Pablo Retana

Pablo Retana
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Pablo Retana is an alumnus of the University of Costa Rica, a journeyman writer and future reclusive author. A self-styled skeptic, this worldview serves him well when writing professionally on medical and scientific subjects as he currently does. A reader, scrivener, editor, translator and critic in the vein of Hunter S. Thompson, a line of creativity that is more obvious in his private, stream-of-consciousness prose and literary and film critiques, items which will probably encounter the same fate as most of J.D. Salinger’s oeuvre

Zika, sexual transmission, and birth defects evidence mounting

Submitted by Pablo Retana on 14:44

Fourteen suspected cases of sexually transmitted Zika virus – several of which involve pregnant women – are being investigated in the United States, the CDC said on Tuesday. The infection has been confirmed in two cases in which the only known risk factor was sexual intercourse with an infected male partner who had traveled recently to an area with active Zika virus transmission. No cases of women transmitting Zika to male sex partners have been reported. “We think mosquito-borne spread is the most common route of transmission, but we want to make people aware that sexual transmission is also a risk,” deputy incident manager for CDC's Zika response Jennifer McQuiston said.

Help the WHO determine the top 50 elderly medical supplies

Submitted by Pablo Retana on 16:46

The World Health Organization has set out to find the 50 most important elderly medical supplies for care receivers. And the best part is that you can help build the WHO Priority Assistive Products List (APL). Approximately 1 billion people currently need assistive technologies to improve their quality of life – which has been compromised due to increasing age and/or disability –, a number that will grow to 2 billion by 2050. However, only one in 10 people has access to these technologies because of reasons such as unavailability, unawareness, and high costs.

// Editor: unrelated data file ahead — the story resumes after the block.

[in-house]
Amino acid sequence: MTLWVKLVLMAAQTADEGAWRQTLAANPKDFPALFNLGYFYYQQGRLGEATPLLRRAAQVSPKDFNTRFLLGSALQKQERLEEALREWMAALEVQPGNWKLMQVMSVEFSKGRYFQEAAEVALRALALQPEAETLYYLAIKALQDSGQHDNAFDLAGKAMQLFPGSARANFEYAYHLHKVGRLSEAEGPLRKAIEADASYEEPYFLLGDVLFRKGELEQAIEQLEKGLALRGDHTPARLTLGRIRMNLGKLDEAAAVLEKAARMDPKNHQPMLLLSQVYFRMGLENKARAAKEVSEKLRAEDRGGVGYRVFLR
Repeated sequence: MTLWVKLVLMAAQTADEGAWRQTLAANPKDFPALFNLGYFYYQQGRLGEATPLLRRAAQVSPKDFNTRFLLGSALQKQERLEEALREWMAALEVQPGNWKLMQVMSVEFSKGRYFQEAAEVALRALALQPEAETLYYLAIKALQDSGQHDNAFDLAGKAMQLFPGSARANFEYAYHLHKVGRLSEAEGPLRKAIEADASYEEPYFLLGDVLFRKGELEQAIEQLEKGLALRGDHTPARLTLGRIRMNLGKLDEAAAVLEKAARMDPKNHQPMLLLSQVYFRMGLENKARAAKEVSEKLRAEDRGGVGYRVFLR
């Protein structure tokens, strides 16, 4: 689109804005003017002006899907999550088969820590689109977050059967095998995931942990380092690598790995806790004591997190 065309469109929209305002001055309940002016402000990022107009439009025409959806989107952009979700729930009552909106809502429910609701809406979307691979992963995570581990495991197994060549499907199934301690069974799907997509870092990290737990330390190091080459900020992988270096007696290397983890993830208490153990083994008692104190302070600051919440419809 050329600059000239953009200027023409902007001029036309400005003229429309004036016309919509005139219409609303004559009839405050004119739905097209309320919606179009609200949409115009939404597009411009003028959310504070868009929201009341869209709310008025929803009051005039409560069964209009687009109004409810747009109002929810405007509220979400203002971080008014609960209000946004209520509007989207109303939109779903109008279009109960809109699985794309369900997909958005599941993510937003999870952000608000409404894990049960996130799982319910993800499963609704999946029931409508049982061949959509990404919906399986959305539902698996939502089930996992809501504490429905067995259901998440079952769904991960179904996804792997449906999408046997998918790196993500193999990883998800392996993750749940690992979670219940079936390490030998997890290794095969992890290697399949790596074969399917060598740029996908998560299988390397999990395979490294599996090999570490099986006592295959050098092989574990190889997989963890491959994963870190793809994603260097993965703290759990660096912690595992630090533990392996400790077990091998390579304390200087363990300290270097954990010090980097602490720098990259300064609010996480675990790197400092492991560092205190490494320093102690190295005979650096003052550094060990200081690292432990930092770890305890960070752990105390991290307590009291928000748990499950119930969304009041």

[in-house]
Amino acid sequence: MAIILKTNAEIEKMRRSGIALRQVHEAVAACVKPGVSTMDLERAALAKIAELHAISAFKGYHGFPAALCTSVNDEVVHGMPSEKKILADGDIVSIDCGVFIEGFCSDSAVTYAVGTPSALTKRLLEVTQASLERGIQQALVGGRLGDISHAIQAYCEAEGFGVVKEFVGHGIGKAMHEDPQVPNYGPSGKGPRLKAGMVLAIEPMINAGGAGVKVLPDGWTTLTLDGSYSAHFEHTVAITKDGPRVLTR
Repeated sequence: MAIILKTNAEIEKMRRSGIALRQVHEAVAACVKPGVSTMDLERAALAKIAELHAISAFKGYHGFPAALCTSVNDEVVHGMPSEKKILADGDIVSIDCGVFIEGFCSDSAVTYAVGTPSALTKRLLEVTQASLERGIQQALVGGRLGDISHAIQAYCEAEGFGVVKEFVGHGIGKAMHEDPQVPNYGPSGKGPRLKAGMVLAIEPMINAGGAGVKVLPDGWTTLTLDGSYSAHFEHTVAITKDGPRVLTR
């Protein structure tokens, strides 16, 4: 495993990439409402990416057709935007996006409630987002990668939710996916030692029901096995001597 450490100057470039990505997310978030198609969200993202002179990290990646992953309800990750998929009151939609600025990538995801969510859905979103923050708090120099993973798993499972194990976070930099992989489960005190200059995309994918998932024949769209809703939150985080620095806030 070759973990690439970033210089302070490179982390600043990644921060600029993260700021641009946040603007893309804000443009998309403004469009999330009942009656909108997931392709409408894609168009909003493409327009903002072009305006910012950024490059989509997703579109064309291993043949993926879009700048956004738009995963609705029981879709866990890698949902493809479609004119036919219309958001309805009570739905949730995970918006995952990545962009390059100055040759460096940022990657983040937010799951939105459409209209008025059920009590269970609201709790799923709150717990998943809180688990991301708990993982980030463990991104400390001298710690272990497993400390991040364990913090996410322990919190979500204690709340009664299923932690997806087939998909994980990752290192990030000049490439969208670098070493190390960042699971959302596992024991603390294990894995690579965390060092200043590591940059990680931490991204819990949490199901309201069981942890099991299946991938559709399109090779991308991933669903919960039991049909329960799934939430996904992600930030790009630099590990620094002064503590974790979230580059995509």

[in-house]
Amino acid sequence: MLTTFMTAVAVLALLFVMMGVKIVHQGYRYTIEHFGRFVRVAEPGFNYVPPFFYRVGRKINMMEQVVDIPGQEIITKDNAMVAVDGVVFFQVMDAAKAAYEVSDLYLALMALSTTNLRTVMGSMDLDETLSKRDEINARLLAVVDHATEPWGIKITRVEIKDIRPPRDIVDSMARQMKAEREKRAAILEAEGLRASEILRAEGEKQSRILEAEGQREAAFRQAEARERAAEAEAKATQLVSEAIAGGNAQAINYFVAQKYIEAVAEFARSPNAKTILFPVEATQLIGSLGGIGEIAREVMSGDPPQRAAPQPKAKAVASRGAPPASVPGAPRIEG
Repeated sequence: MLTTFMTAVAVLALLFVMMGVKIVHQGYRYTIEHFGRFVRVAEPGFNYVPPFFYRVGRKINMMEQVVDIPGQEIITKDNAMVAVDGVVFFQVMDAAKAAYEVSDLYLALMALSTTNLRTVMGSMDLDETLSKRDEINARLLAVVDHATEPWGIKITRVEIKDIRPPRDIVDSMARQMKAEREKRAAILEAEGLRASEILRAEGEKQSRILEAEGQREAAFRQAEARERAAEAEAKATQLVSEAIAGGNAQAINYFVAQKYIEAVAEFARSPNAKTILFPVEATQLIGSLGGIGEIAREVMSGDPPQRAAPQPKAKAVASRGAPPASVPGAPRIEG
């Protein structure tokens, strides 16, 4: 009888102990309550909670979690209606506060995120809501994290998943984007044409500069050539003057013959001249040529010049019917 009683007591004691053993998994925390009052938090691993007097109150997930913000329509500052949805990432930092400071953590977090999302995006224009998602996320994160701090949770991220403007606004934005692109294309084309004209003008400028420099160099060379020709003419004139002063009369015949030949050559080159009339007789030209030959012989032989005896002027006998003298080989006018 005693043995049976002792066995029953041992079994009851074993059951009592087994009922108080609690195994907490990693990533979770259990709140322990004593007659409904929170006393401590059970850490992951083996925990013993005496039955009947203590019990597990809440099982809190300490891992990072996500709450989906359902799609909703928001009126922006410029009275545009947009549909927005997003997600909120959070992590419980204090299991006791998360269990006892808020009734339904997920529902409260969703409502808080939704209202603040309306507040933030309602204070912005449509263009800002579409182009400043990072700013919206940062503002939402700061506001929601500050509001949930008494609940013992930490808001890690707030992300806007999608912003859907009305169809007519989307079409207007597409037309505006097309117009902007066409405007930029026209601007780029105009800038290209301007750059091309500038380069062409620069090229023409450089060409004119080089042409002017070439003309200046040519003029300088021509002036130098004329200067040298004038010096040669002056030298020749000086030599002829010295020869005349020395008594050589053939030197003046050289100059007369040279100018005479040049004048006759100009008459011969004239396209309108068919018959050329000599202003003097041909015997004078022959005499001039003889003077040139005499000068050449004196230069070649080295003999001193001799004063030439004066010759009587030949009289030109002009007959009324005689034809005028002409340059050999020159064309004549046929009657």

CMS announces alignment, simplification of quality measures

Submitted by Pablo Retana on 16:44

The Centers for Medicare & Medicaid Services has partnered with America’s Health Insurance Plans (AHIP), physician groups, and other stakeholders to release seven sets of clinical quality measures that for the first time ever support multi-payer alignment. This will hopefully make “physicians’ lives easier,” especially for those who currently report several quality measures to different entities. “In the U.S. Health care system, where we are moving to measure and pay for quality, patients and care providers deserve a uniform approach to measure quality,” CMS Acting Administrator Andy Slavitt said in a press release. “This agreement today will reduce unnecessary burden for physicians and accelerate the country's movement to better quality.”

Why aren’t high-deductible plan enrollees shopping around?

Submitted by Pablo Retana on 16:45

We have talked before about the importance of shopping around for healthcare, but a new study found that people who are enrolled in high-deductible health insurance plans are not comparing healthcare providers for better prices – even though experts expected them to be savvier consumers. Why is this? “I think there are two obstacles, convenience and continuity of care,” Neeraj Sood of the University of Southern California, Los Angeles told Reuters. “If I want to shop for healthcare right now, it’s incredibly difficult to do that,” Sood said. “Most people don’t know what prices are charged by different providers, they would have to call the offices. Some people have access to Internet-based tools that employers provide, but they can be incomplete, giving price but not quality. And they don’t allow you to purchase on that website.”

The early symptoms of scarlett fever